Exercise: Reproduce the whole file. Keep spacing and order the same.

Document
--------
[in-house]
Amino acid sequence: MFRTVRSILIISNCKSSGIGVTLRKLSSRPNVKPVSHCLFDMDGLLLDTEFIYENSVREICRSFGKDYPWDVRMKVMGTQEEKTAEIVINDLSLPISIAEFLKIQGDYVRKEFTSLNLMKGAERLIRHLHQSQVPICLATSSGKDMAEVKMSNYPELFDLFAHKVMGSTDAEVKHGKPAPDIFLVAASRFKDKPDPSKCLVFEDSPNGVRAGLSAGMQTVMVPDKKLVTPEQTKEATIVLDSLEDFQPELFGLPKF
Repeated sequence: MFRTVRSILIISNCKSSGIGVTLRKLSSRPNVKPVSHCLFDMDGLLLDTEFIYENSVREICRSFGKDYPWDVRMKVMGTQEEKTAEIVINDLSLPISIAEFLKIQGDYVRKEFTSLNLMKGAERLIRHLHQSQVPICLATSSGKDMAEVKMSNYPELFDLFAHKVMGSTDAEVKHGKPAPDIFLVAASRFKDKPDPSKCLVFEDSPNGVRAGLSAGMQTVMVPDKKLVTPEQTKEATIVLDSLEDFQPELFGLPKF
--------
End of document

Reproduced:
[in-house]
Amino acid sequence: MFRTVRSILIISNCKSSGIGVTLRKLSSRPNVKPVSHCLFDMDGLLLDTEFIYENSVREICRSFGKDYPWDVRMKVMGTQEEKTAEIVINDLSLPISIAEFLKIQGDYVRKEFTSLNLMKGAERLIRHLHQSQVPICLATSSGKDMAEVKMSNYPELFDLFAHKVMGSTDAEVKHGKPAPDIFLVAASRFKDKPDPSKCLVFEDSPNGVRAGLSAGMQTVMVPDKKLVTPEQTKEATIVLDSLEDFQPELFGLPKF
Repeated sequence: MFRTVRSILIISNCKSSGIGVTLRKLSSRPNVKPVSHCLFDMDGLLLDTEFIYENSVREICRSFGKDYPWDVRMKVMGTQEEKTAEIVINDLSLPISIAEFLKIQGDYVRKEFTSLNLMKGAERLIRHLHQSQVPICLATSSGKDMAEVKMSNYPELFDLFAHKVMGSTDAEVKHGKPAPDIFLVAASRFKDKPDPSKCLVFEDSPNGVRAGLSAGMQTVMVPDKKLVTPEQTKEATIVLDSLEDFQPELFGLPKF